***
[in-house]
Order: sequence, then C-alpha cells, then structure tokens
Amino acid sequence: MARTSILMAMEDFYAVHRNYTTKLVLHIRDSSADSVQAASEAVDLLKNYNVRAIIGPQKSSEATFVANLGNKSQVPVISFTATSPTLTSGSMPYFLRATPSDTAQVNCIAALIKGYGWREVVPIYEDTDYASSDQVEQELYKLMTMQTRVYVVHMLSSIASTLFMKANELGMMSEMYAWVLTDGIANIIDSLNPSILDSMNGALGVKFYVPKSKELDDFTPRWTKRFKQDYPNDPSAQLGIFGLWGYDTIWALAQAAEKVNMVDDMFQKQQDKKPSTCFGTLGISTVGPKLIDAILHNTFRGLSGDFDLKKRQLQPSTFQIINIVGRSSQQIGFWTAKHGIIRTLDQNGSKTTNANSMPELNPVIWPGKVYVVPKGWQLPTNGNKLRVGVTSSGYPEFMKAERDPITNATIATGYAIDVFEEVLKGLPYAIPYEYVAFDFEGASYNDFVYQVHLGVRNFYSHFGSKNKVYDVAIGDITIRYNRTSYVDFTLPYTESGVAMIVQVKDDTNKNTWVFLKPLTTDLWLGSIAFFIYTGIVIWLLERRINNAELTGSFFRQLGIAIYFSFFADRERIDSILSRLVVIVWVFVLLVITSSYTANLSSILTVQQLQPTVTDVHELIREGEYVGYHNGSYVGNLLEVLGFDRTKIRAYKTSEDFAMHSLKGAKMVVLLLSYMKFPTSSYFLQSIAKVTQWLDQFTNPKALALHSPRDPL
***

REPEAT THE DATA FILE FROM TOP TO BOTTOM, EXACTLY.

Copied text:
[in-house]
Order: sequence, then C-alpha cells, then structure tokens
Amino acid sequence: MARTSILMAMEDFYAVHRNYTTKLVLHIRDSSADSVQAASEAVDLLKNYNVRAIIGPQKSSEATFVANLGNKSQVPVISFTATSPTLTSGSMPYFLRATPSDTAQVNCIAALIKGYGWREVVPIYEDTDYASSDQVEQELYKLMTMQTRVYVVHMLSSIASTLFMKANELGMMSEMYAWVLTDGIANIIDSLNPSILDSMNGALGVKFYVPKSKELDDFTPRWTKRFKQDYPNDPSAQLGIFGLWGYDTIWALAQAAEKVNMVDDMFQKQQDKKPSTCFGTLGISTVGPKLIDAILHNTFRGLSGDFDLKKRQLQPSTFQIINIVGRSSQQIGFWTAKHGIIRTLDQNGSKTTNANSMPELNPVIWPGKVYVVPKGWQLPTNGNKLRVGVTSSGYPEFMKAERDPITNATIATGYAIDVFEEVLKGLPYAIPYEYVAFDFEGASYNDFVYQVHLGVRNFYSHFGSKNKVYDVAIGDITIRYNRTSYVDFTLPYTESGVAMIVQVKDDTNKNTWVFLKPLTTDLWLGSIAFFIYTGIVIWLLERRINNAELTGSFFRQLGIAIYFSFFADRERIDSILSRLVVIVWVFVLLVITSSYTANLSSILTVQQLQPTVTDVHELIREGEYVGYHNGSYVGNLLEVLGFDRTKIRAYKTSEDFAMHSLKGAKMVVLLLSYMKFPTSSYFLQSIAKVTQWLDQFTNPKALALHSPRDPL